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UEFA gives Manchester City go-ahead to host Real Madrid at Etihad Stadium

European football’s governing body said all outstanding second-leg games will be played at the home team’s ground.

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The Etihad Stadium can host Manchester City v Real Madrid (Martin Rickett/PA)

The Etihad Stadium can host Manchester City v Real Madrid (Martin Rickett/PA)

The Etihad Stadium can host Manchester City v Real Madrid (Martin Rickett/PA)

UEFA has given the green light for Manchester City’s Champions League last-16 second leg against Real Madrid to be played behind closed doors at the Etihad Stadium.

While confirming that all remaining continental matches will be played at empty stadiums, European football’s governing body said every outstanding second-leg game will take place at the home team’s ground.

Pep Guardiola’s City will be breathing a sigh of relief at the UEFA Executive Committee’s decision, which means they can step out on home turf against Real Madrid after winning 2-1 in February’s last-16 first leg at the Bernabeu.

The ongoing impact of coronavirus will see the Champions League quarter-finals, semi-finals and final all held at a mini tournament behind closed doors in Portugal.

A UEFA statement read: “Consistent with the principle of sporting fairness and considering that current conditions – all clubs due to play at home the return leg of the round of 16 are currently playing the remaining matches of their domestic leagues in their own stadiums and that travelling is possible without restrictions for the visiting clubs – the UEFA Executive Committee decided that the remaining UEFA Champions League and UEFA Europa League Round of 16 second-leg matches will be played at the home teams’ stadiums.”

The decision means that Wolves will be able to play the return leg of their Europa League round-of-16 encounter with Olympiacos at Molineux after the first fixture ended 1-1.

Manchester United can wrap up progress to the Europa League last eight tournament in Germany at an empty Old Trafford, having romped to a 5-0 triumph at LASK back in March.

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Coronavirus restrictions meant only 500 people could attend Manchester United’s March win at LASK (Bradley Collyer/PA)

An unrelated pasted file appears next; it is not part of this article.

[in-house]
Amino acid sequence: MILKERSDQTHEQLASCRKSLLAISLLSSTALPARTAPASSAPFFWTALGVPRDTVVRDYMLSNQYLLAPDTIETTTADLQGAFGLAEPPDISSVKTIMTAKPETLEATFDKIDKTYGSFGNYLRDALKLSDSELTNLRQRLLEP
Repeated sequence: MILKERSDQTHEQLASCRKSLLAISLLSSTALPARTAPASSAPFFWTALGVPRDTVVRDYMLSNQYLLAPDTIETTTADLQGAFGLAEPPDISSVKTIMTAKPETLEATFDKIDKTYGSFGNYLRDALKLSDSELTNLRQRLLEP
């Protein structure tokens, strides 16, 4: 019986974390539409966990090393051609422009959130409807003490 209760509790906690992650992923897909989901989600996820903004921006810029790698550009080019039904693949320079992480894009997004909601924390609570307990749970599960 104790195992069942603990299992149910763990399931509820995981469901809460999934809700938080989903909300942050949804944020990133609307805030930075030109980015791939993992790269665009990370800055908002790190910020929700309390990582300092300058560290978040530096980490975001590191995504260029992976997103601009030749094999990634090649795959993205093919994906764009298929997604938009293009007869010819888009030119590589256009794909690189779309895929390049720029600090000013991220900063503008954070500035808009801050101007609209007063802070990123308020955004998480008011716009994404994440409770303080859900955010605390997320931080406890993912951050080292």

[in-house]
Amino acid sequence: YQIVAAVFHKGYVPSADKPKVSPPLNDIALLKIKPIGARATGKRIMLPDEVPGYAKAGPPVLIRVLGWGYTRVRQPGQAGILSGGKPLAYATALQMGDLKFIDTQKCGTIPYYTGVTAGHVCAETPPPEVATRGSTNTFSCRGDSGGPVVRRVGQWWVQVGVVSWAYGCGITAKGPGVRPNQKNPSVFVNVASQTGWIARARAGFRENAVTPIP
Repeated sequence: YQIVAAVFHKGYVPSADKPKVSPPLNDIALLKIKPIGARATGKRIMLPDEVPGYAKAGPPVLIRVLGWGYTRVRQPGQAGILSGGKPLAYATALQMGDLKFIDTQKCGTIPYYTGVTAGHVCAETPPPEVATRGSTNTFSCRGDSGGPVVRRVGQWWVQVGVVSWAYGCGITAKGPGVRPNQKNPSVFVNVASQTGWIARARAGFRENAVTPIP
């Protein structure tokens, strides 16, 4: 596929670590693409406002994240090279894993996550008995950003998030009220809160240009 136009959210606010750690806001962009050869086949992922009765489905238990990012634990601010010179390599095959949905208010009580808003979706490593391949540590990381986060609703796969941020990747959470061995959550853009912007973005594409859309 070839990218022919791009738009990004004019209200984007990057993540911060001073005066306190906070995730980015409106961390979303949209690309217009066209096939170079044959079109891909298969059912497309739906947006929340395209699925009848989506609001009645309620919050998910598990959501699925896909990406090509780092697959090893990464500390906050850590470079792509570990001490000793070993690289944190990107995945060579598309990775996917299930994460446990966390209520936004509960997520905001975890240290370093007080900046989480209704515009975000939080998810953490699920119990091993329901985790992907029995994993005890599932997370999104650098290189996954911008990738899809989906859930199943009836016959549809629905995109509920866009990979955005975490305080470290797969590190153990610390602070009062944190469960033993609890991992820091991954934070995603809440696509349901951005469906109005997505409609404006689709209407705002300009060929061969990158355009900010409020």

Coronavirus restrictions meant only 500 people could attend Manchester United’s March win at LASK (Bradley Collyer/PA)

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Coronavirus restrictions meant only 500 people could attend Manchester United’s March win at LASK (Bradley Collyer/PA)

Other British clubs will be hitting the road in August.

Chelsea head to Bundesliga champions Bayern Munich trailing 3-0 in their Champions League round-of-16 tie, while Rangers also head to Germany to face Bayer Leverkusen in the Europa League after losing 3-1 at Ibrox.

Inter Milan and Getafe, and Sevilla and Roma both had their Europa League last-16 first legs postponed, so those ties will be completed as a single leg in Germany before the final eight tournament.

The draw for the remaining rounds of that competition and the Champions League are to be made on Friday in Nyon, ahead of which UEFA has decided that no fans will be at European matches for the remainder of the season.

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The Etihad Stadium has been hosting matches behind closed doors as part of the Premier League’s ‘Project Restart’ (Martin Rickett/PA)

The Etihad Stadium has been hosting matches behind closed doors as part of the Premier League’s ‘Project Restart’ (Martin Rickett/PA)

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The Etihad Stadium has been hosting matches behind closed doors as part of the Premier League’s ‘Project Restart’ (Martin Rickett/PA)

A UEFA statement read: “On 17 June 2020, the UEFA Executive Committee decided to postpone the decision on whether the upcoming UEFA matches would be able to accommodate supporters or would have to be held behind closed doors, in order to monitor the evolution of the situation and the measures taken by local authorities on mass gatherings and attendance at sports events.

“Several elements were taken into account by UEFA when making a decision, such as the protection of the health of all those involved in the matches as well as the public at large; a responsibility to provide the safest environment for matches in order to guarantee the progress of competitions; as well as ensuring sporting fairness within a very inconsistent landscape (with some countries allowing and some forbidding stadium attendances).

“Consequently, in light of the current situation, the UEFA Executive Committee felt it prudent to conclude that UEFA matches should take place behind closed doors until further notice.

“This decision was made in agreement with the national associations and authorities of the 2019/20 UEFA Champions League, 2019/20 UEFA Europa League and 2019/20 UEFA Women’s Champions League final eight tournaments’ hosts Portugal, Germany and Spain.

“This restriction will also apply to the remaining matches in the 2019/20 UEFA Youth League.”

UEFA confirmed the decision will apply to all such matches played over one leg, including the qualification phase of next season’s Champions League and Europa League, and pledged to “monitor the evolution of the situation and advise on any full or partial lifting of restrictions at the appropriate time”.

European football’s governing body has also approved a Return to Play Protocol, while it confirmed that video assistant referees’ implementation in the Europa League group stage will be postponed until the 2021-22 season given the impact of the Covid-19 situation.

PA